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TV RF at NAB2003

This month I'll describe some of the new products and technology trends I'll be investigating at NAB2003.


Last year transmitter manufacturers and broadcasters were focusing on low-power DTV. With FCC deadlines looming, broadcasters were looking for easy, affordable ways to get DTV on the air. Antenna manufacturers offered inexpensive low-power DTV antennas, while transmitter manufacturers offered inexpensive DTV transmitter packages that often included a simple SDTV encoder and some monitoring. What will attendees focus on this year?

Although low-power DTV transmitters will continue to attract attention, I expect to see more interest in high-power DTV transmitters. With the FCC proposing "build it or lose it" deadlines in the second review of the DTV transition, stations are finalizing plans for their high-power facilities. The hot topic in high-power transmitters will be the MSDC IOT technology tube vendors that many transmitter manufacturers introduced last year. The MSDC IOT transmitters on display last year were prototypes; this year we should be able to see some finished products.

The high voltage crowbar gap circuitry used to protect IOTs has often been a source of problems in high-power IOT transmitters. Itelco has for several years offered a high-power IOT DTV transmitter that used a switching power supply and did not require a crowbar or triggered spark gap. Thales introduced a low stored energy linear high voltage power supply with "Soft Arc" protection in its Paragon DTV transmitter last year that eliminated the need for a crowbar. This technology should be covered in the paper "A New Generation, Ultra-Efficient, DTV Transmitter Using the MSDC IOT" presented by Gordon Gummelt and Fred Stefanik from Thales during Sunday morning's NAB Broadcast Engineering Conference.

Astre Systems has "No-bar" tube protection technology in its Digital Plus DTV MDSC transmitter line. Astre says "No-bar" opens the HV power circuit in less than 700 nanoseconds, thus eliminating the need for a shorting crowbar. Acrodyne Industries (Ai) had an MSDC IOT-based DTV transmitter in its booth last year and it will be interesting to see how the transmitter has progressed.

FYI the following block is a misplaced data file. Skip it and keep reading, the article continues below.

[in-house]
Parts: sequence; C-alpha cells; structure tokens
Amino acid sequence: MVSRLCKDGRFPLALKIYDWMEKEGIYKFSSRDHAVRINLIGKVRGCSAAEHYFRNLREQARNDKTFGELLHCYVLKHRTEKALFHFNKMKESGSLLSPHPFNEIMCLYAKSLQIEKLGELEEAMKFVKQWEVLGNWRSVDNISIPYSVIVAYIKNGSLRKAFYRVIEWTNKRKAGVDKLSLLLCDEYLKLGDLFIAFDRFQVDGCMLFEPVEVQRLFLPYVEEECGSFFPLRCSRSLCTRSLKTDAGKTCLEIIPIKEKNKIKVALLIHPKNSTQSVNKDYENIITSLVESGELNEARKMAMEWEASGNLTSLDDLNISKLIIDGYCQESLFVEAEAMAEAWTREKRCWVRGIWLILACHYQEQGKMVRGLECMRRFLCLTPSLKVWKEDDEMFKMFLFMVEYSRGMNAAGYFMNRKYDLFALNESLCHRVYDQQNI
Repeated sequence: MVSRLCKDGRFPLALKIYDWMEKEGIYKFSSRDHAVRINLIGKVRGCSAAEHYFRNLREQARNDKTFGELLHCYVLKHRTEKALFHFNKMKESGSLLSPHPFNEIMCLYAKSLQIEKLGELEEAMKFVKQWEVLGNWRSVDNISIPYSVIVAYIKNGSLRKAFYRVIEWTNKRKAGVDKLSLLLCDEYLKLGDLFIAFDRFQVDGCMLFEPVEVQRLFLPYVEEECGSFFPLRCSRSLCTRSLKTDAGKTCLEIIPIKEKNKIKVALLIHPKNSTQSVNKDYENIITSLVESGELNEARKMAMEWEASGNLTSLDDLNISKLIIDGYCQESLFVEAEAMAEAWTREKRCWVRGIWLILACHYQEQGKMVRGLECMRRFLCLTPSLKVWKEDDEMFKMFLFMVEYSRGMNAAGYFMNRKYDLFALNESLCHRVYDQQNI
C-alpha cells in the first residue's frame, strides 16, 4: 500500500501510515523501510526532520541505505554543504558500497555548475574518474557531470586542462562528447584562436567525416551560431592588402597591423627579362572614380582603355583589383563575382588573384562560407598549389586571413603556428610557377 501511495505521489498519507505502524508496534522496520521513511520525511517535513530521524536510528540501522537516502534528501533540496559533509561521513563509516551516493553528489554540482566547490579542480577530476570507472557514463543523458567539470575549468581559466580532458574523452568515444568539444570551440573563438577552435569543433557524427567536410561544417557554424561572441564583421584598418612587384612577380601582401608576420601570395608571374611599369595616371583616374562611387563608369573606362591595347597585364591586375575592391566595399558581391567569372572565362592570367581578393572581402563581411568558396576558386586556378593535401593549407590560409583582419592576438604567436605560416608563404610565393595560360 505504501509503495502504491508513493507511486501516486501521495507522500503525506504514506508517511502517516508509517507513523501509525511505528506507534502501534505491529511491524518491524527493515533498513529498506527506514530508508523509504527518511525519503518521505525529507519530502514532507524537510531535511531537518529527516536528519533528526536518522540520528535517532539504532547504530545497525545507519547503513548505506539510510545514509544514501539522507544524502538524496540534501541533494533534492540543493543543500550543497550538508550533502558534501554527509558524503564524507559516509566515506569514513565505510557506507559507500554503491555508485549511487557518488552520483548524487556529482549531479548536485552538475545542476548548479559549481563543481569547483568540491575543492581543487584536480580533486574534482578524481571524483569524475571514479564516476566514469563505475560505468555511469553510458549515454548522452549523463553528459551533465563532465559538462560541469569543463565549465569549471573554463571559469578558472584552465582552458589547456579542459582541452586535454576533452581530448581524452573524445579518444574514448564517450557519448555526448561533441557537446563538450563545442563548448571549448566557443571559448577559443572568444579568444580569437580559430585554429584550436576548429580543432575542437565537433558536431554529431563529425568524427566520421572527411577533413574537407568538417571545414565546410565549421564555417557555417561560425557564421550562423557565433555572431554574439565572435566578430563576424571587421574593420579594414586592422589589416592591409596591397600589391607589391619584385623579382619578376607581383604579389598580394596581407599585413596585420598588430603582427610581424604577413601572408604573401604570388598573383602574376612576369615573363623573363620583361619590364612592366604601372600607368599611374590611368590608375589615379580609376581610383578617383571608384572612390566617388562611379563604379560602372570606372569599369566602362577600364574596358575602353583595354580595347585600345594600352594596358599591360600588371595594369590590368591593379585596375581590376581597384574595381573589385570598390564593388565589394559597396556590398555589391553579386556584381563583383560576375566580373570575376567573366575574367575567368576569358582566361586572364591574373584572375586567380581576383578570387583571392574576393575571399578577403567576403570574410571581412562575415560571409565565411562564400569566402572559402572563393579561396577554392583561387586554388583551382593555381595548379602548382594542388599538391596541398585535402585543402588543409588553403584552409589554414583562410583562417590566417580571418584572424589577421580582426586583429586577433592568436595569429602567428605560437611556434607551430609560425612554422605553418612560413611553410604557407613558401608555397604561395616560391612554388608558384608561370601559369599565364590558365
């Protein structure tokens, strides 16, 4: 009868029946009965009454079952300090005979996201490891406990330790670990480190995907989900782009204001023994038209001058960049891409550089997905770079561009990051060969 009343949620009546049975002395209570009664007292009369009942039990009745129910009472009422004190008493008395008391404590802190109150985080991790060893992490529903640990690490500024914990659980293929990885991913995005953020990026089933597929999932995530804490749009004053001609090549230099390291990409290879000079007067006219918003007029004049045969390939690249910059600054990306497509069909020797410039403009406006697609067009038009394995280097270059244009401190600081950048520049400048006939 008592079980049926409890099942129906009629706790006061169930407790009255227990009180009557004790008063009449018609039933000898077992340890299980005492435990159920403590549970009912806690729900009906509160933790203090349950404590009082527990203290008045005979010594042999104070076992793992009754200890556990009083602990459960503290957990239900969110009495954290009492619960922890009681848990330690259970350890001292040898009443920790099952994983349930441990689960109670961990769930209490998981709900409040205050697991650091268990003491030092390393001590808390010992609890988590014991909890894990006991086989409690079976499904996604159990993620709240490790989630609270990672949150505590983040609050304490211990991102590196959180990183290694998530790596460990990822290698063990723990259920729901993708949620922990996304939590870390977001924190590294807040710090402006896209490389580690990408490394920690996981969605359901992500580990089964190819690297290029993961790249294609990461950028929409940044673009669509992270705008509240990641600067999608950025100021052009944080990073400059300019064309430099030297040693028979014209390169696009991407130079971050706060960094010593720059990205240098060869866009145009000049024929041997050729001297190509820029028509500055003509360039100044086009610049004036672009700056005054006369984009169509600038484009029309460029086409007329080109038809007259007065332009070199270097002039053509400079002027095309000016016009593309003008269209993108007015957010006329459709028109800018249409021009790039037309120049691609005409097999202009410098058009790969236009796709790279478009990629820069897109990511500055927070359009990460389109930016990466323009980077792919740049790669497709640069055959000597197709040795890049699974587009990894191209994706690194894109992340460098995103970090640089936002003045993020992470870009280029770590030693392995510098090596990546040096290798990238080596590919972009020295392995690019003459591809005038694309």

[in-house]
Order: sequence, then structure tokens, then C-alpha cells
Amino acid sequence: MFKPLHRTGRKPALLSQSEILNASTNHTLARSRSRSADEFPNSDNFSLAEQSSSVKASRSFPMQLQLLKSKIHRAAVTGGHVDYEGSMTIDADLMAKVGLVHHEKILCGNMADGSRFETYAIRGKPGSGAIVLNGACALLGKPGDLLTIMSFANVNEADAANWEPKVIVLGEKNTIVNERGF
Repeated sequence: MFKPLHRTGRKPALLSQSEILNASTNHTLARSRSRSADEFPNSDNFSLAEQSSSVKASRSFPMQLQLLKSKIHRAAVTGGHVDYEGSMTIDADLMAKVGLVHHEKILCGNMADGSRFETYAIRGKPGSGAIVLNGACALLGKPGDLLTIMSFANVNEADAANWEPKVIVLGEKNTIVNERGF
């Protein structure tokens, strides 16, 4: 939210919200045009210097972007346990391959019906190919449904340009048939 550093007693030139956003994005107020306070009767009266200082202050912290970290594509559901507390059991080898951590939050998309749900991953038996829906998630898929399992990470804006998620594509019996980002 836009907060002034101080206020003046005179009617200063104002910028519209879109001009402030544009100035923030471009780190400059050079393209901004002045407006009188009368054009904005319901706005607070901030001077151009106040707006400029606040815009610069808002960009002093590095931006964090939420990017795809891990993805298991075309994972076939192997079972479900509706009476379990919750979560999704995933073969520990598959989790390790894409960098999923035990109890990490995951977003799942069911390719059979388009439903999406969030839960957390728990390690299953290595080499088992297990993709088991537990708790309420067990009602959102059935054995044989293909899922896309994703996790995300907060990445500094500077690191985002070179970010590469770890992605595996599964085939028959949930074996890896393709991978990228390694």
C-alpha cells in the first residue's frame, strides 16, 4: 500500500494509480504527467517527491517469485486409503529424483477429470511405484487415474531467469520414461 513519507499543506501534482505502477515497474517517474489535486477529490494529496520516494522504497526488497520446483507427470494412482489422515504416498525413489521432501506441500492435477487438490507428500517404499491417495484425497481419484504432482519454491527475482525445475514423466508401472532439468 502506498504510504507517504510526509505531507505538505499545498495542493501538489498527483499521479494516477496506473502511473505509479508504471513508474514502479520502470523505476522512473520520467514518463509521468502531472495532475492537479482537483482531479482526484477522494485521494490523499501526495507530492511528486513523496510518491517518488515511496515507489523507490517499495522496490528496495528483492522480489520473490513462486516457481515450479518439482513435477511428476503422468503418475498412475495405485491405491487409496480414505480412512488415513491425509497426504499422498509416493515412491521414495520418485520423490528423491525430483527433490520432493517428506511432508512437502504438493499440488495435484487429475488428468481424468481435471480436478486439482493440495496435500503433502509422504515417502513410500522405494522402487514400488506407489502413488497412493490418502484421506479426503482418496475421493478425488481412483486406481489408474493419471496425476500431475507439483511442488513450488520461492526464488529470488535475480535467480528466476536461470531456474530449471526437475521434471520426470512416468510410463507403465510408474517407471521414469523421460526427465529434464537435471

The new "no crowbar" MSDC IOT transmitter designs are not easily adapted for use in analog transmitters, but broadcasters that already have non-MSDC IOT-based amplifiers for DTV may be interested in retrofitting the more efficient MSDC tubes into their digital transmitters. Marconi Applied Technologies (now E2V), Thales and CPI Eimac will be showing MSDC IOTs for both new applications and retrofits. The oil-cooled MSDC IOT from Litton/Northrop-Grumman (now L-3 Communications) attracted the most attention last year and is the one Thales used in developing the Paragon DTV transmitter.

Solid-state transmitters lack exciting components like the 30,000-volt power supplies used in IOT transmitters, but they still have to deal with mundane issues such as cooling and efficiency. IOTs have been the device of choice for high-power amplifiers, although improvements in solid-state amplifiers have increased the power levels at which their use makes sense. At this time, IOTs have the advantage at DTV output power levels over 10 kW or so. Will the cost of solid-state power amplifiers continue to drop, making high-power solid-state transmitters more affordable? I'll be checking the Harris, Thales and Itelco booths, among others, for the answer.

It will be interesting to see if there are any new developments in analog TV transmitters. Although Congress has set 2006 as the year analog broadcasting is to end (assuming certain conditions are met), most of the broadcast engineers I've talked to think analog TV broadcasting will continue well past 2006. The last significant advance I remember seeing in analog transmission was the Rohde & Schwarz exciter used in the Acrodyne Quantum transmitter. The exciter, introduced a couple years ago, generates the VSB signal digitally and applies linearity correction digitally, using a digital-to-analog converter to obtain the analog signal needed for transmission. Will anyone be showing high-power analog transmitters at NAB 2003?


ATSC is considering modifications to the U.S. DTV transmission standard to allow for more robust data-streams and synchronization of DTV transmitters for use in a distributed transmission system. I've described both proposals in previous columns. It appears likely some version of these modifications will be adopted later this year by ATSC and eventually by the FCC.

Current 8-VSB modulators will require modification to allow them to be synchronized for use in a distributed transmission system. If you anticipate building a distributed transmission system, check with your transmitter vendor to see what their plans are for modifying existing modulators. The same applies for transmission of robust datastreams, although the modifications required for this may not be as significant.